Are You ready to Watch TV and at What Cost

Posted: April 15, 2010 in Business, Uncategorized
Tags:

Good Morning Readers,

    This is Marc Turner and I want share this Awesome Blog with you this Morning. Happen upon this Article and can tell that we are always Changing in this New High Tech World.

Nearly 800,000 U.S. TV households ‘cut the cord,’ report says – 

Make no mistake: The big cable, satellite, and telco carriers are still sitting pretty with more than 100 million TV subscribers. Nevertheless, a new report claims that more and more viewers are “cutting the cord” in favor of watching their favorite shows via over-the-air antennas (remember those?), Netflix, or the Web.

TechCrunch has the scoop on a new report from the Toronto-based Convergence Consulting Group, and though the figures may not be a “serious threat” to the big cable and satellite carriers yet, the trend might eventually spell trouble for the like of Cablevision, Comcast, DirecTV, and Time Warner Cable.

To wit: Nearly 800,000 households in the U.S. have “cut the cord,” dumping their cable, satellite, or telco TV providers (such as AT&T U-verse or Verizon FiOS) and turning instead to Web-based videos (like Hulu), downloadable shows (iTunes), by-mail subscription services (Netflix), or even good ol’ over-the-air antennas for their favorite shows, according to the report.

Well I can tell you from my experience, this is True. I see a lot of people just not willing or able to afford Cable and they are making more of an effort to watch online shows. If you really pay attention to the enviroment, all things seem to bi going online – Jobs,Business,TV Everything.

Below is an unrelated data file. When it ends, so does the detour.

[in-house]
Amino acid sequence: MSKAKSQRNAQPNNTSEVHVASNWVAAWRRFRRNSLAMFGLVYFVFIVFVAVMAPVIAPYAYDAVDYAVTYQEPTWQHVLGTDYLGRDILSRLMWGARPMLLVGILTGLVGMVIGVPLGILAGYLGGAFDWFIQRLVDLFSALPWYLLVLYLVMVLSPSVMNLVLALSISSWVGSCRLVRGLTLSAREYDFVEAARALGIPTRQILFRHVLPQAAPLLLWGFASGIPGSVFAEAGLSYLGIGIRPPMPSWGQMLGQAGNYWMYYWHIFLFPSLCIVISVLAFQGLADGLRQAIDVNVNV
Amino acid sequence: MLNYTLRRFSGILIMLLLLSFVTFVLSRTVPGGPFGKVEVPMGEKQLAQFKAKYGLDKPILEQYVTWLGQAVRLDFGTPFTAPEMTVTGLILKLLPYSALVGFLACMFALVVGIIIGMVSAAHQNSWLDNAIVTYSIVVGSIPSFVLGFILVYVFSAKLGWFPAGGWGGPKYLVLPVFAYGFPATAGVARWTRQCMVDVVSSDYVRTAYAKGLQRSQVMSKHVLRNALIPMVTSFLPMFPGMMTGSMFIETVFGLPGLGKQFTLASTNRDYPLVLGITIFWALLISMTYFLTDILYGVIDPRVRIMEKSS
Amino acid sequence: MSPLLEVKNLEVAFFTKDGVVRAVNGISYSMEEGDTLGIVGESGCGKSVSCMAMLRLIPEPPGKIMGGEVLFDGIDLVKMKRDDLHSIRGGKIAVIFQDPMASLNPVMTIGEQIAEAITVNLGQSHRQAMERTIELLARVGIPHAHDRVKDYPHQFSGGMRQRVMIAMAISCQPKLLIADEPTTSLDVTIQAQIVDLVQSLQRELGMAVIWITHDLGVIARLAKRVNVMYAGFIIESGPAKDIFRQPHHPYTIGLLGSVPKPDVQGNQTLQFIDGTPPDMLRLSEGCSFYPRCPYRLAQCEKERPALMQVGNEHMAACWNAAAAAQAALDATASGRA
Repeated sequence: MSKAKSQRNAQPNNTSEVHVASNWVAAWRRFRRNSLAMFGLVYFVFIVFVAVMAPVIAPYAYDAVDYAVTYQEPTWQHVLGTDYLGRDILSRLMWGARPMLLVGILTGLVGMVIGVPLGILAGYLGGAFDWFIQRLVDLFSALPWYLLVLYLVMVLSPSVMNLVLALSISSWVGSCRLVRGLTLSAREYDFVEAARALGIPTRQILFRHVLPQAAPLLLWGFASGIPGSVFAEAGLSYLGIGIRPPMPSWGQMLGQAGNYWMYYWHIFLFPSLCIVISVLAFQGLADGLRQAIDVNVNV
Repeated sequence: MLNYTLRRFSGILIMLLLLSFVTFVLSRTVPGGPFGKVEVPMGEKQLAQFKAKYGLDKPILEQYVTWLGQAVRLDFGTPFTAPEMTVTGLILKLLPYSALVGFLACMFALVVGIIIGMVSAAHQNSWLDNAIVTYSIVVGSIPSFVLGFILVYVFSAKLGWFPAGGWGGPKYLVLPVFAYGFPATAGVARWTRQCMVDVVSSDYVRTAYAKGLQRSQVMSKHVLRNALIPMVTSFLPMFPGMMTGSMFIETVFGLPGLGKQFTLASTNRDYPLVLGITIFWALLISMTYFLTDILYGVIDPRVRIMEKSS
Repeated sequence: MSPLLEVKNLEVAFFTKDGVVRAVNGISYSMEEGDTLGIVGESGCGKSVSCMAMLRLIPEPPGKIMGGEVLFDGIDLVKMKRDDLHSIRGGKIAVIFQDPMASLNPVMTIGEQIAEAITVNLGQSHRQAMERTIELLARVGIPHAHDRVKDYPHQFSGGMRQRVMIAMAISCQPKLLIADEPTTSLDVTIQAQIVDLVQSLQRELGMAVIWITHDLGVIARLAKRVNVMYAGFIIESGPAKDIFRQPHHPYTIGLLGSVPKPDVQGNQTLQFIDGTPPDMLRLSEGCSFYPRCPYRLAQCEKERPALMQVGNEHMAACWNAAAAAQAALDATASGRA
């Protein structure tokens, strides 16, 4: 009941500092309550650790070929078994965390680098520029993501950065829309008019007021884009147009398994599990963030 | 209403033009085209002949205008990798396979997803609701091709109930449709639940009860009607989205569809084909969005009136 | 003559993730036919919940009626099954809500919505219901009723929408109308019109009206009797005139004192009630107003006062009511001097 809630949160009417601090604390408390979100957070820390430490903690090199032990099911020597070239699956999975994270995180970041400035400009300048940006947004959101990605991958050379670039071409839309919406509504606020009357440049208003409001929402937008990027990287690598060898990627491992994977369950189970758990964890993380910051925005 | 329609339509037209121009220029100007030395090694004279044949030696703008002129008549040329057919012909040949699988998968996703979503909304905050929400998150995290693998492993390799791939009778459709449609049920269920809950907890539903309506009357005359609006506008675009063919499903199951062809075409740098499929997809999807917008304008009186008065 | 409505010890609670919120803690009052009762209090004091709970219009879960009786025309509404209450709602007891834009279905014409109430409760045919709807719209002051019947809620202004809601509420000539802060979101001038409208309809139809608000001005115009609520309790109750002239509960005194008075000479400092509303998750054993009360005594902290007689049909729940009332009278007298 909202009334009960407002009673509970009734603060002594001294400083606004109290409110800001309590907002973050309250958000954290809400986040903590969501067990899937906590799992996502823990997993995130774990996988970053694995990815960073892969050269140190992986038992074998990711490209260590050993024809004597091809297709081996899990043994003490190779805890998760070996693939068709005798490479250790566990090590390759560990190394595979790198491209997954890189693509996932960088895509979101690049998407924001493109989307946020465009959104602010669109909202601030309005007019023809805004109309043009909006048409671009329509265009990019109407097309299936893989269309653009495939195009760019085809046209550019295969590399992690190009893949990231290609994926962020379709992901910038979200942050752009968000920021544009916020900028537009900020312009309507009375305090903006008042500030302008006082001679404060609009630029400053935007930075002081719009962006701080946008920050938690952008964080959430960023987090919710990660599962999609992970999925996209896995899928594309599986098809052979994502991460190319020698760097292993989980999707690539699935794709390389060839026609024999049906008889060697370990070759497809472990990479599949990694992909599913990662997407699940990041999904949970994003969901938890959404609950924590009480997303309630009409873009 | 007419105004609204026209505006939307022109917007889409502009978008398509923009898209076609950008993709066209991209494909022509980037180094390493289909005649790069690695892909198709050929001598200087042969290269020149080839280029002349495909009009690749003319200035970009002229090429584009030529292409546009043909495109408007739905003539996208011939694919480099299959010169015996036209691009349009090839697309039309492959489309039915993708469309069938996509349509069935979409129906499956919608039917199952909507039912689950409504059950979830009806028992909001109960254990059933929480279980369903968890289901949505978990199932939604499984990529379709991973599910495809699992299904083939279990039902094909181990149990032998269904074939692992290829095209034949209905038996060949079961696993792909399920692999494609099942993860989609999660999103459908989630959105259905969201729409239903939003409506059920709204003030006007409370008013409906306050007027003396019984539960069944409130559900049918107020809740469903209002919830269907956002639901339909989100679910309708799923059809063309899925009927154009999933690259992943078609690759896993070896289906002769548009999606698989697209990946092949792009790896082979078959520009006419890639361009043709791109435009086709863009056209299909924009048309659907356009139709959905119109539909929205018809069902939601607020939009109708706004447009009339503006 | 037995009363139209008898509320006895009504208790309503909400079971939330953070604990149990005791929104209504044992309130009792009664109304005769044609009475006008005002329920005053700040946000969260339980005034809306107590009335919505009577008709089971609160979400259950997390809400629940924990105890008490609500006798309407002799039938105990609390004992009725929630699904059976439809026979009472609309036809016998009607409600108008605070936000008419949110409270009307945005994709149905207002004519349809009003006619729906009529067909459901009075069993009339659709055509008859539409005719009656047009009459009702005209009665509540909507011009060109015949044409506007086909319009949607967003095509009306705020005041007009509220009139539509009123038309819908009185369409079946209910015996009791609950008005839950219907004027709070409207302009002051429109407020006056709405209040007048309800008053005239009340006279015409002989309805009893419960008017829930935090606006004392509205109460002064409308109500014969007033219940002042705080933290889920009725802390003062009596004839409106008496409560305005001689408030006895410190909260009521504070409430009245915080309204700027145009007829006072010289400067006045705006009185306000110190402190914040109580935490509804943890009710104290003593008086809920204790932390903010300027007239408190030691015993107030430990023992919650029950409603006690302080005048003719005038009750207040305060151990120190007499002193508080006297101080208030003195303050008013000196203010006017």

Now, as TechCrunch points out, the estimated 800,000 cord cutters represent less than 1 percent of the 100 million U.S. households (give or take) currently subscribing to a cable/satellite/telco TV carrier, so it’s not like we’re talking a mass exodus here. But by the end of 2011, the report guesstimates, the number of cord-cutting households in the U.S. will double to about 1.6 million, and if the trend continues, well…

Even more trouble for the big carriers is the report’s assertion that U.S. TV watchers are getting a taste for online video, with an estimated 17 percent of the U.S. TV audience watching at least one or two shows online in a given week last year, up from just 12 percent in 2008, and set to rise to 21 percent this year.

Personally, I find the temptation to cut the cord pretty enticing, especially whenever I get a load of my monthly $130 cable bill (which includes unlimited broadband and HD but no premium channels). Why am I paying so much for all the hundreds of channels that I rarely ever watch, anyway? Wouldn’t it be easier — not to mention a lot cheaper — just to ditch my DVR and watch my favorite shows on iTunes and Hulu, catch up on the news via CNN.com, and be done with it?

There’s one important factor that’s keeping me from pulling my scissors out: live sports, and particularly ESPN, my 24-hour sports companion. Sure, as a football fan, I could keep up with the Jets and the Giants via over-the-air TV (although I’m not sure my landlord would be all that ecstatic about my installing a TV antenna on the roof of our Brooklyn brownstone), but without cable, I’d be left high and dry when it comes to Monday Night Football.

Advertisements

Leave a Reply

Fill in your details below or click an icon to log in:

WordPress.com Logo

You are commenting using your WordPress.com account. Log Out / Change )

Twitter picture

You are commenting using your Twitter account. Log Out / Change )

Facebook photo

You are commenting using your Facebook account. Log Out / Change )

Google+ photo

You are commenting using your Google+ account. Log Out / Change )

Connecting to %s